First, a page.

Books created to boost Wamba Wamba language
The Sector > Provider > General News > Yarkuwa Indigenous Knowledge Centre publishes books to boost language program

Yarkuwa Indigenous Knowledge Centre publishes books to boost language program

by Freya Lucas

August 01, 2023

Yarkuwa Indigenous Knowledge Centre has published a series of educational bilingual books that will be distributed to local early childhood education and care (ECEC) services and schools as part of its language program. 


A number of community members gathered together recently to celebrate the launch of the five book series written in the local Aboriginal language.


The Pembengguk Wamba Wamba Read Aloud Books have been designed to help young children learn Wamba Wamba by “being read aloud” together in the classroom or at home with family.


Yarkuwa’s Chair Jeanette Crew OAM said that providing the local schools and community with this resource is important because it’s something that she never had access to when she was a child.


A Wamba Wamba Elder, Mrs Crew recalled growing up at the Moonahcullah Aboriginal Station, approximately 40km north west of Deniliquin, where Wamba Wamba was not taught in the classroom, nor at the schools in town.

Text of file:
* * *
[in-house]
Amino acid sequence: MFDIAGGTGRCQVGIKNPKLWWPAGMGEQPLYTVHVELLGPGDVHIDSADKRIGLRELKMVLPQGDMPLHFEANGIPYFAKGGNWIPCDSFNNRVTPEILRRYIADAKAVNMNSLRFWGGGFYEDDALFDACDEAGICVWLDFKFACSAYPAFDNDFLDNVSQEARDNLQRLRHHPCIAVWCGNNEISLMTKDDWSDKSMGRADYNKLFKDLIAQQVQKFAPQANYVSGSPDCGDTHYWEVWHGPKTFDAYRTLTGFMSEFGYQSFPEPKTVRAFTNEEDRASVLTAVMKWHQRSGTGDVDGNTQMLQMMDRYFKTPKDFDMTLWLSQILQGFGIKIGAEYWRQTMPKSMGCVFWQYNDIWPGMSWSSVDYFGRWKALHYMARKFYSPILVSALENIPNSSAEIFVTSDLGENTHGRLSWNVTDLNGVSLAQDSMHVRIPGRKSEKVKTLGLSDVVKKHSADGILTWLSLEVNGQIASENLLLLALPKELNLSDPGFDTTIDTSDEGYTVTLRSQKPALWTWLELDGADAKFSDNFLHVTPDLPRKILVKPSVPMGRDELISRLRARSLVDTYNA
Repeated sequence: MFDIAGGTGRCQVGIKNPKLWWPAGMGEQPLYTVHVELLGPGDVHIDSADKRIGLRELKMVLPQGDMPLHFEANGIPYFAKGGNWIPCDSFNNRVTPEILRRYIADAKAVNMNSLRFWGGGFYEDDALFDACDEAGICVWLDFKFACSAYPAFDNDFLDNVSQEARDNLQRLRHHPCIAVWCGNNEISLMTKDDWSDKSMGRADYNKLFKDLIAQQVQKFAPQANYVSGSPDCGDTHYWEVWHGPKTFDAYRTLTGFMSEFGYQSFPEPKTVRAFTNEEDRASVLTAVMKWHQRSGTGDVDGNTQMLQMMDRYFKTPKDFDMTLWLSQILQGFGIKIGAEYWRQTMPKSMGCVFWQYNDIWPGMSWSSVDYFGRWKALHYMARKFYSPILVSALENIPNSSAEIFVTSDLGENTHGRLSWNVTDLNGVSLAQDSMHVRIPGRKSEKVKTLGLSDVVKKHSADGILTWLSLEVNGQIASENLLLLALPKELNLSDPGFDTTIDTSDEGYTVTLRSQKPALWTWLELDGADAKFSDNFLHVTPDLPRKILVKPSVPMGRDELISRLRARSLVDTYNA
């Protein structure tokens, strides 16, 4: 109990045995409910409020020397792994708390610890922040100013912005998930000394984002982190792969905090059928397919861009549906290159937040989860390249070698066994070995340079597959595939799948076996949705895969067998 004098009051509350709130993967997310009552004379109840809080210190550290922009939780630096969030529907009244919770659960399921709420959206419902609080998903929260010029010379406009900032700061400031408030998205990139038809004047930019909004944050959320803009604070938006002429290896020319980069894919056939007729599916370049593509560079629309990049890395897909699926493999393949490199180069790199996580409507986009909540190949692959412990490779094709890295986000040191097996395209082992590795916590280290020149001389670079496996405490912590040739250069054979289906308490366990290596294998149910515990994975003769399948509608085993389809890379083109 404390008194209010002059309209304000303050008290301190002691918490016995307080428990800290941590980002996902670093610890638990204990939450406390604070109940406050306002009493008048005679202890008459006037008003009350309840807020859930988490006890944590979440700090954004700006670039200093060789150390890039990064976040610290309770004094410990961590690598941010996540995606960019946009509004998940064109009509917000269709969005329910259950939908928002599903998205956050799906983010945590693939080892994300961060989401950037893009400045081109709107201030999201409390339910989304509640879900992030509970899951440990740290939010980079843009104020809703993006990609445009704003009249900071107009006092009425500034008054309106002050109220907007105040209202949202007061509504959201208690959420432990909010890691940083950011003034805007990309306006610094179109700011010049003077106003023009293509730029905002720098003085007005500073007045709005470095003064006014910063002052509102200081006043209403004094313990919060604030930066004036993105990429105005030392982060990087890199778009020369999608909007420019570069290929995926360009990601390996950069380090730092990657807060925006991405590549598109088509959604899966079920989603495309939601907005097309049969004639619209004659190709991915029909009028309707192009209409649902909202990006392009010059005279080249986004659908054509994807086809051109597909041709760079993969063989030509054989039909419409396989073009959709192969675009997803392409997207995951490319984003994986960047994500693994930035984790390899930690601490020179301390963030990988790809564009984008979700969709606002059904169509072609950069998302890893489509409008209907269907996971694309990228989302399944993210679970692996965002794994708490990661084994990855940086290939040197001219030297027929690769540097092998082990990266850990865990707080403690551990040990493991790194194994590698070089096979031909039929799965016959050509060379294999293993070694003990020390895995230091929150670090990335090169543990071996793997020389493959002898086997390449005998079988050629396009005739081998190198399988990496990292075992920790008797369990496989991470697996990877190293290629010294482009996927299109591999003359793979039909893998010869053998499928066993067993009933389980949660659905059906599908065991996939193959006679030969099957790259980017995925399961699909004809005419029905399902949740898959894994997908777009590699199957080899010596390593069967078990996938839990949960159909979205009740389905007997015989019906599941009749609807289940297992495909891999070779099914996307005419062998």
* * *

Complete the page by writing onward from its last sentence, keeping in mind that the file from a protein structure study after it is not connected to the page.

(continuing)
“We didn’t have any sort of reading resources,” she shared with local news source Shepparton News.


“There was nothing for us, there was nothing like Pembengguk books.”


Mrs Crew said the new book series is important because it “continues” First Nations peoples’ connection with their culture.


“Our connection with our culture has never been broken,” she said.


“It’s not necessarily visible to other people because mostly it is invisible; it’s the way we live, the way we relate and unless you’re in there, you don’t see that.”


Her father Neil ‘Rusty’ Ross was fluent in Wamba Wamba, as were his peers, and this is something Yarkuwa hopes to continue through initiatives such as the books. 


The word Pembengguk means children, and also family, (Kethawil Pembengguk.)


The five books in the series are called: Nyapa Lipkwil? (How Many Echidnas?); Kethawil Pembengguk (Family); Nyanya Yawirr? (What Animal Is That?); Penggek (My Body) and Nyakanda Tirrilkata (I Spy In The Sky).


Each book has a pronunciation guide to help sound out each word as you go and is designed to be interactive.


The creation of the series involved the community, with two of the books being designed by Angus Rae and Catie Michael from Deniliquin High School as part of Yarkuwa’s year seven culture and language program, and with the books being printed locally by  3G Printing in Deniliquin.


Funding from the Aboriginal Lands Trust NSW and Wiradjuri Condobolin Corporation (WCC) Language Program also supported the work. 


To access the original coverage of this story, please see here

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